Story of survival: New mother forced to fight brain injury

By: Marcie Kobriger Email
By: Marcie Kobriger Email

12 Years ago, Kara Holmes of North Liberty was in an accident that some say should have claimed her life.

“We were on our way to school and this lady lost control in the other lane slid over and hit us head on,” her brother, who was with her in the accident, explains.

At the age of 16 Kara was in a coma for three days. She awoke with no brain damage, and made a speedy and full recovery.

“I just prayed, Dear God, you helped me bring her into this world; she’s not finished yet. She has a lot more to do. She has a lot more to give,” Karen Homes, Kara’s mother, said of praying for her survival after the accident.

12 years later, Kara, now Kara Taylor gave birth to a healthy baby boy, named Jack on December 3rd. The time she would spend with her son in his first weeks of life would be cut short.

Kara was at home with her family on New Year’s Day when she thought she got a sudden headache.

“She said she had a headache. She went to get Aspirin and came back and said she couldn’t see and then went into a full seizure with convulsions,” her husband, Scott Taylor, recalls.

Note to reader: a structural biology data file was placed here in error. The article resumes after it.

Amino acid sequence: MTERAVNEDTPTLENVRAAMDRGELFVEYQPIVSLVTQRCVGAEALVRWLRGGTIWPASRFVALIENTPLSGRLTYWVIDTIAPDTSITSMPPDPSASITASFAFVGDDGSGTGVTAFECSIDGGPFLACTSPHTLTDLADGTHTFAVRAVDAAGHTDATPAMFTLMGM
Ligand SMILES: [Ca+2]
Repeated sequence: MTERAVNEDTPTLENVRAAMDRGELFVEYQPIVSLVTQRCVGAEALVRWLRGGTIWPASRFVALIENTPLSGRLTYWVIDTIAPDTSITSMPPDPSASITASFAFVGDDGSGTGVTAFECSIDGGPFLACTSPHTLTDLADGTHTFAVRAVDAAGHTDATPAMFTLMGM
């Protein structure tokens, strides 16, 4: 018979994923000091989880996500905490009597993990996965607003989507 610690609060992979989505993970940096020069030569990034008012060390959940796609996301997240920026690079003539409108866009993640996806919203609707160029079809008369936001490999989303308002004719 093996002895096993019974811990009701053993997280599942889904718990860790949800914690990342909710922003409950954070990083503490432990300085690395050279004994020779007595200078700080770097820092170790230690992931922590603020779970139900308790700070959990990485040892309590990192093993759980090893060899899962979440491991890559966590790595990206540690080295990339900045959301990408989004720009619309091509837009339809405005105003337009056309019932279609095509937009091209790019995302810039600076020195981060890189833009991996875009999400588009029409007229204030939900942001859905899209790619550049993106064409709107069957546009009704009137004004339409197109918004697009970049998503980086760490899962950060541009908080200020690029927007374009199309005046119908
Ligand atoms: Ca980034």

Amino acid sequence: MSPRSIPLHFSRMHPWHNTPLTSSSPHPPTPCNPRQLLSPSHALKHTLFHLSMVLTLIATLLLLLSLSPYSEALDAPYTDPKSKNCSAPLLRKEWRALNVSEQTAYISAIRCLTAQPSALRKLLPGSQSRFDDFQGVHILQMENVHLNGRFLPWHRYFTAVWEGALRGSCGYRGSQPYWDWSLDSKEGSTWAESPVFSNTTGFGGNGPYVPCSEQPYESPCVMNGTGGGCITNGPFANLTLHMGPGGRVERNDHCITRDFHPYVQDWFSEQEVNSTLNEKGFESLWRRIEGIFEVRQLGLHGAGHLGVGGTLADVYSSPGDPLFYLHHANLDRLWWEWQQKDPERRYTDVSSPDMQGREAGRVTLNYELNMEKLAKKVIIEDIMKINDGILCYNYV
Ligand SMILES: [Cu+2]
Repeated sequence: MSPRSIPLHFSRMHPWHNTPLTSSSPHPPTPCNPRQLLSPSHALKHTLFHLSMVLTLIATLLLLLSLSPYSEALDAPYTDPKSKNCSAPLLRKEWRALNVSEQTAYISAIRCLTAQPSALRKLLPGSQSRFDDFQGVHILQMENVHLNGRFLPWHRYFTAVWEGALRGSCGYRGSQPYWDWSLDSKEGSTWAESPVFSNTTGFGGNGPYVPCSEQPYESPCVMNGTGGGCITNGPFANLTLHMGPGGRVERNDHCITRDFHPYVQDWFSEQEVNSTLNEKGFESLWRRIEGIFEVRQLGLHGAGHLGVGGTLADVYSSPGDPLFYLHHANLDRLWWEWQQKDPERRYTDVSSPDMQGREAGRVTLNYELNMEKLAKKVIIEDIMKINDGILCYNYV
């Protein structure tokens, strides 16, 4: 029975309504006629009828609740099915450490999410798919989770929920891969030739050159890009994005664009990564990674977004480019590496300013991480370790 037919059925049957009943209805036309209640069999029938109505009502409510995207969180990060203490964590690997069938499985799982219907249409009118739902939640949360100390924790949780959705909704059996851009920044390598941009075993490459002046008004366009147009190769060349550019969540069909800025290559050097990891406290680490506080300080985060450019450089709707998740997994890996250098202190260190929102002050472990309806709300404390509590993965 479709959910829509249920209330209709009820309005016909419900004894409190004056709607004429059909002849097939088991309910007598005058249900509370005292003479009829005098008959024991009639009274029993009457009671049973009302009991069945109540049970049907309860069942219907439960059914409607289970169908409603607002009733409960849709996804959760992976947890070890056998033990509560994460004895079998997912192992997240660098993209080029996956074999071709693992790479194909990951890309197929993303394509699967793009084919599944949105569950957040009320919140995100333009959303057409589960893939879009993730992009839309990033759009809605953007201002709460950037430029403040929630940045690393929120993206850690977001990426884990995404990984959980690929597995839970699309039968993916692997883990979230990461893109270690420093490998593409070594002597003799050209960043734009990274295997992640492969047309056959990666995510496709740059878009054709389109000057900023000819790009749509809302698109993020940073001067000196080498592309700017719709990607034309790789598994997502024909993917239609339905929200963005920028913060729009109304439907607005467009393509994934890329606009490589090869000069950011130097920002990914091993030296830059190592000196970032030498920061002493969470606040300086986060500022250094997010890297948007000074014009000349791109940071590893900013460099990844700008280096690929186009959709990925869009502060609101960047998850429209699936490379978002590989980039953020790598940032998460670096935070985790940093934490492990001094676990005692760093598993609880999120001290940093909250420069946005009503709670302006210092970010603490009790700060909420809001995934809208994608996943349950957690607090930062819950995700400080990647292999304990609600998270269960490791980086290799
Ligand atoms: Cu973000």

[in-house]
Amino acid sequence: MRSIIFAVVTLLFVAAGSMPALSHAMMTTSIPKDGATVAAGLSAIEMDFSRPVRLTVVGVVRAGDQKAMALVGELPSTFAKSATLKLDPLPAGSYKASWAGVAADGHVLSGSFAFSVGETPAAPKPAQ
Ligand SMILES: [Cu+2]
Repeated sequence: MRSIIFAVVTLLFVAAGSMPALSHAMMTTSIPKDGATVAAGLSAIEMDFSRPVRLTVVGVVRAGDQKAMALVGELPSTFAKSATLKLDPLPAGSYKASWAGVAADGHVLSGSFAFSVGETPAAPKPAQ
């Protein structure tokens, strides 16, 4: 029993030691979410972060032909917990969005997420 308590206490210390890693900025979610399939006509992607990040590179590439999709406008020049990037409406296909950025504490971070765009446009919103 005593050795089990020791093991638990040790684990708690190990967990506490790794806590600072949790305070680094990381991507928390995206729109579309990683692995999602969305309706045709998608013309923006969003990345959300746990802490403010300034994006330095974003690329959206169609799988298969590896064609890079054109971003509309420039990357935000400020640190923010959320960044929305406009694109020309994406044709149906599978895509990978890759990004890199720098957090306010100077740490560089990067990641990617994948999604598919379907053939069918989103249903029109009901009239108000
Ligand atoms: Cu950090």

Paramedics rushed her to memorial hospital, where things got worse.

“It was like a downward spiral. We kept finding out new things. She had a hemorrhage. Her brain was bleeding and it was getting worse. Then we found out she had a stroke. Then we found out that she had a blood clot,” Scott remembers.

After undergoing an emergency procedure where doctors removed part of her scull, Kara spent two weeks in an induced coma.

“I remember waking up in the hospital and seeing everything that was wrong with me,” Kara tells us.

But everything that was wrong with her came back quickly; so quickly that her doctors and nurses were amazed.

“We could see their eyes widen and their expression of just surprise at how fast she was recovering, because they didn’t have that expectation,” Scott Taylor tells us.

Her family says it was the care she was given that led to her speedy recovery. They single out one nurse. Jeni Bishop was killed during a retail store shooting in Illinois last week.

“She was so compassionate and loving to her. She cared about so many issues. She cared about Kara’s skin, cared about her pain. She was the one that initiated baby Jack to come in and visit Kara. That really catapulted her to becoming well,” Karen Holmes recalls of Bishop.

Where there was tragedy for one Michiana woman, there was a miracle for another.
Now, just one month after the ordeal, Kara is back at home

“This is Kara’s second miracle, and I feel that god really has a mission for her because he saved her life twice from certain death, and I’m just very anxious to see what that will be,” Karen Holmes echoes the same sentiment she had 12 years ago.


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